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What is "good enough"?

mppix

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I just spend a dinner with friends discussing this and we could not agree - as so often - but we came up with some points of views that we all adopted at various times:
  • The scientist: requires that a component must reproduce audio beyond what can be detected by a listener. Scientists may use their own measured ears, best case human hearing, or the ears of their preferred pet as reference. Quality is a deterministic measure of physical units in reference conditions.
  • The psychologist: requires a scientific approach but only for parameters that have been shown to matter in side-by-side blind test. Quality is a statistical measure of, typically, physical units.
  • The pragmatic: assesses components predominantly by listening to well-known recordings in a familiar space and by playing with volume and other controls. She/he may engage in occasional side-by-side comparisons, which are usually not blind, and consider a system agreeable if it lacks obvious flaws. The pragmatic can listen to a vinyl or tape record without needing to identify flaws. Quality is largely binary: pass or fail.
  • The enlightened: has gained superior audio knowledge by attending audio-shows and is friends with the local hifi store. She/he knows all the high-performance components and does not necessarily need to listen to a component before forming an opinion. Quality is measured in $.
  • Everybody else: considers that everything but all-in-one devices are a waste of space and hifi should not cost more than a family dinner. Typically buys state-of-the-art hifi that is bluetooth speakers, preferably an Alexa/Siri/Echo. Quality is measured by a "best of ranking" by some website (one of the first few google responses).
It is also noted that these individuals can be
  • egoistic: the listening room has a single chair and well defined sweet spot
  • social: the listening room is open for social gatherings and the sweet spot must extend over a minimal area, which may be a couch or more
  • compromising: the listening room doubles as additional room, e.g. living room, limiting placement options and often adding requirements such as dorm-proof, child-proof, or pet-proof.
At our dinner, we could not find system that is "good enough" for everybody. Perhaps we did miss something important or perhaps it is for the better if the question has more than one answer.

I'm curious what folks here think.

Just remember it is all for good (and well intended) fun.
 

Chrispy

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I'd think unless you do something in the way of an actual proper test/comparison setup to eliminate your biases none of you may ever get your answers. Can't imagine even having such a conversation with my friends, they just don't care nor are particularly informed about how audio works. Just curious what were these mythical systems that were considered and rejected?
 

Rja4000

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I'm curious what folks here think.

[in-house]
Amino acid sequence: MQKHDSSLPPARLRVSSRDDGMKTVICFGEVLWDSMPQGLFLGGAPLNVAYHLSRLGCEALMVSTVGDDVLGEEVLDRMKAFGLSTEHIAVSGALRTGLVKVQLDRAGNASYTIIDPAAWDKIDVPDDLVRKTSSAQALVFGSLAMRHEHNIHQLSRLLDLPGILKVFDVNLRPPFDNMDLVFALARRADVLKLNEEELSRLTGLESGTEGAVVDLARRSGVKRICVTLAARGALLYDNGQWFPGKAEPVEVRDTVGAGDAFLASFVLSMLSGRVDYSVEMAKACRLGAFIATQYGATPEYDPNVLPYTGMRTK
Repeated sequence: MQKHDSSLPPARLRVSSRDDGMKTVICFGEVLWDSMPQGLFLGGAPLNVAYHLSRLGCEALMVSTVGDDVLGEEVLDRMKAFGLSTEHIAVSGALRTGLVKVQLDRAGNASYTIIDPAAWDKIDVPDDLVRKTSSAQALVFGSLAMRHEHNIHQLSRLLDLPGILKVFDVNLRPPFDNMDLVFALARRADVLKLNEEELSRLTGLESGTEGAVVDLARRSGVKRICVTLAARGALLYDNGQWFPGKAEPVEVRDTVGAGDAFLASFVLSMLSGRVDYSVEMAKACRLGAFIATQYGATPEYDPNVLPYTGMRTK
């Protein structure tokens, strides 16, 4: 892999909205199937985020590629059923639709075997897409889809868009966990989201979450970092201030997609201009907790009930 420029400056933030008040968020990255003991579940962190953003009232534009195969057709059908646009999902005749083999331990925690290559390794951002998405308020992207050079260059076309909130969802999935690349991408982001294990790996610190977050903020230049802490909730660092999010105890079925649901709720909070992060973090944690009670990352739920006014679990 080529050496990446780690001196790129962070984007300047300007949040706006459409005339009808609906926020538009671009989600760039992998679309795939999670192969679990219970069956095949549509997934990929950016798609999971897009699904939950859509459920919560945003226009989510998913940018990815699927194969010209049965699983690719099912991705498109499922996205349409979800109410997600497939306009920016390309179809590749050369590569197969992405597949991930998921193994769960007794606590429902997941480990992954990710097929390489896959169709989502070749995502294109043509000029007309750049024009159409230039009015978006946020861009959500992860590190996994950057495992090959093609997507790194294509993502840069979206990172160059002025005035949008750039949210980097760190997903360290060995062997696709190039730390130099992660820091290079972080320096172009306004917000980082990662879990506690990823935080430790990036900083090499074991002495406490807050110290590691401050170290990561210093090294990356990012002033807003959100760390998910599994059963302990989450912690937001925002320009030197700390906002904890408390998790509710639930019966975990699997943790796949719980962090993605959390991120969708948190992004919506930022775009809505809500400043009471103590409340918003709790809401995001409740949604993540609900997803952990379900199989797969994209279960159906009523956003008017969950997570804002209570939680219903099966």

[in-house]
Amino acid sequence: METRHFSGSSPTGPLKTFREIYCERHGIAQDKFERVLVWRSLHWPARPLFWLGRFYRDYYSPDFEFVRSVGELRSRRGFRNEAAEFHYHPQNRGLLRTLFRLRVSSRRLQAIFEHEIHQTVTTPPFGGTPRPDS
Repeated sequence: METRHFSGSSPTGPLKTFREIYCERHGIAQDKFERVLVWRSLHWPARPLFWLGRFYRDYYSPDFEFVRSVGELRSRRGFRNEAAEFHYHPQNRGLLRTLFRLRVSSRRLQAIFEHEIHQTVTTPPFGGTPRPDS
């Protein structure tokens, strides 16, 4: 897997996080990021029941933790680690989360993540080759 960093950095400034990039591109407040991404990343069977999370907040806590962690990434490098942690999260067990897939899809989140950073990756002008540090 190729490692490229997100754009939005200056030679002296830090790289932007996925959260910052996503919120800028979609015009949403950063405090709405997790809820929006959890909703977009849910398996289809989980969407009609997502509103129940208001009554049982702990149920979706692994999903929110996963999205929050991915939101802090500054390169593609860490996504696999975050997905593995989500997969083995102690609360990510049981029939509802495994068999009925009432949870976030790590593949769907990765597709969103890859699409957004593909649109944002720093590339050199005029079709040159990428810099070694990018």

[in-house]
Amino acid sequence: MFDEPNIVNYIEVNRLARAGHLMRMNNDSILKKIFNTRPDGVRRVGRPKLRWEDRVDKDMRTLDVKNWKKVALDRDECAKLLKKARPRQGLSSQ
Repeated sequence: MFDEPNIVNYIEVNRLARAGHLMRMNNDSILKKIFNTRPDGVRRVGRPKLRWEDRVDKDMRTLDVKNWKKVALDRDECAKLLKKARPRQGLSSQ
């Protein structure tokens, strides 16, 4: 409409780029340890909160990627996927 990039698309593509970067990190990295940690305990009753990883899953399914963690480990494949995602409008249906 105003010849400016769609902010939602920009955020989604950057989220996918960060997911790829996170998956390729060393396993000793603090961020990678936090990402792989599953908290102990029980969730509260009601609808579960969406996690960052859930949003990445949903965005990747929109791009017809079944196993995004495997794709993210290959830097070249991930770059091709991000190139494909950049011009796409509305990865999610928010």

I have another definition for "pragmatic"

Your definition ("assesses components predominantly by listening") leads to a lot of disillusion and waste of time, in my experience.

Therefore, the "pragmatic" approach for me is to preselect by referring to measurements where it gives the (almost) full picture, and based on budget and functionalities, and then to listen only when it makes most sense (loudspeakers, headphones, mainly).

Since I'm proceeding this way, I get much better and consistent satisfaction.
And much less incertainty and time loss.
 

TonyJZX

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Like a lot of you guys I have a lot of equipment all over the place.

And so occasionally I set up a system in a spare room with what is lying around and see how it pans out.

I'm obviously not super rich but I have some space and some free time... this is KEY... if you have heaps of money then maybe you're used to McIntosh Sonus Faber setups...

And so even a cheap system a lot of times performs to level that is really 'close enough'... at this point you just enjoy the music.

I have an smsl a300 amp, c100 dac... this is $300... hooked up to a middling set of 6-7" speakers its pretty much there. Is there better? sure. I have better equipment but at this price it doesnt matter.
 

Axo1989

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I just spend a dinner with friends discussing this and we could not agree - as so often - but we came up with some points of views that we all adopted at various times:
  • The scientist: requires that a component must reproduce audio beyond what can be detected by a listener. Scientists may use their own measured ears, best case human hearing, or the ears of their preferred pet as reference. Quality is a deterministic measure of physical units in reference conditions.
  • The psychologist: requires a scientific approach but only for parameters that have been shown to matter in side-by-side blind test. Quality is a statistical measure of, typically, physical units.
  • The pragmatic: assesses components predominantly by listening to well-known recordings in a familiar space and by playing with volume and other controls. She/he may engage in occasional side-by-side comparisons, which are usually not blind, and consider a system agreeable if it lacks obvious flaws. The pragmatic can listen to a vinyl or tape record without needing to identify flaws. Quality is largely binary: pass or fail.